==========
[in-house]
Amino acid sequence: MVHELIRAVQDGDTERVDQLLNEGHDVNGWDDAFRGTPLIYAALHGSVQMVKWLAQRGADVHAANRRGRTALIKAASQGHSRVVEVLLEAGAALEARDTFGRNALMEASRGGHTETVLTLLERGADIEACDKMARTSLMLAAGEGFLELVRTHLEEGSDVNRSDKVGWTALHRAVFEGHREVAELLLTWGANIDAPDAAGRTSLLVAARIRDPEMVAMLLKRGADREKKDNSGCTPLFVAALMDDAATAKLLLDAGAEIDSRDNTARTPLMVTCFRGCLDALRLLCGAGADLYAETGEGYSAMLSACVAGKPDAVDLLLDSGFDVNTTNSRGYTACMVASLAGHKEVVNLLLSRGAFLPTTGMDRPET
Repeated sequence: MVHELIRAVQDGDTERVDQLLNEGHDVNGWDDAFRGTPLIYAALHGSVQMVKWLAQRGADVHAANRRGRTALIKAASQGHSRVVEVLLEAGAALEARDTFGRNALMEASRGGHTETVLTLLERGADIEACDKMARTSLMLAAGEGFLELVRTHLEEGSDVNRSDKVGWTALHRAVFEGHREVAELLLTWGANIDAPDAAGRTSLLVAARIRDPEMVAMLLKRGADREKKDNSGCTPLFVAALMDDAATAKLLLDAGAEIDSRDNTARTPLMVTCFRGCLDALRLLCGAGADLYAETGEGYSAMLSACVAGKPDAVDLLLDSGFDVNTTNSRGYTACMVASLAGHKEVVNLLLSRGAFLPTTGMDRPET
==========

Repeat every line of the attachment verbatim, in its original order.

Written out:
[in-house]
Amino acid sequence: MVHELIRAVQDGDTERVDQLLNEGHDVNGWDDAFRGTPLIYAALHGSVQMVKWLAQRGADVHAANRRGRTALIKAASQGHSRVVEVLLEAGAALEARDTFGRNALMEASRGGHTETVLTLLERGADIEACDKMARTSLMLAAGEGFLELVRTHLEEGSDVNRSDKVGWTALHRAVFEGHREVAELLLTWGANIDAPDAAGRTSLLVAARIRDPEMVAMLLKRGADREKKDNSGCTPLFVAALMDDAATAKLLLDAGAEIDSRDNTARTPLMVTCFRGCLDALRLLCGAGADLYAETGEGYSAMLSACVAGKPDAVDLLLDSGFDVNTTNSRGYTACMVASLAGHKEVVNLLLSRGAFLPTTGMDRPET
Repeated sequence: MVHELIRAVQDGDTERVDQLLNEGHDVNGWDDAFRGTPLIYAALHGSVQMVKWLAQRGADVHAANRRGRTALIKAASQGHSRVVEVLLEAGAALEARDTFGRNALMEASRGGHTETVLTLLERGADIEACDKMARTSLMLAAGEGFLELVRTHLEEGSDVNRSDKVGWTALHRAVFEGHREVAELLLTWGANIDAPDAAGRTSLLVAARIRDPEMVAMLLKRGADREKKDNSGCTPLFVAALMDDAATAKLLLDAGAEIDSRDNTARTPLMVTCFRGCLDALRLLCGAGADLYAETGEGYSAMLSACVAGKPDAVDLLLDSGFDVNTTNSRGYTACMVASLAGHKEVVNLLLSRGAFLPTTGMDRPET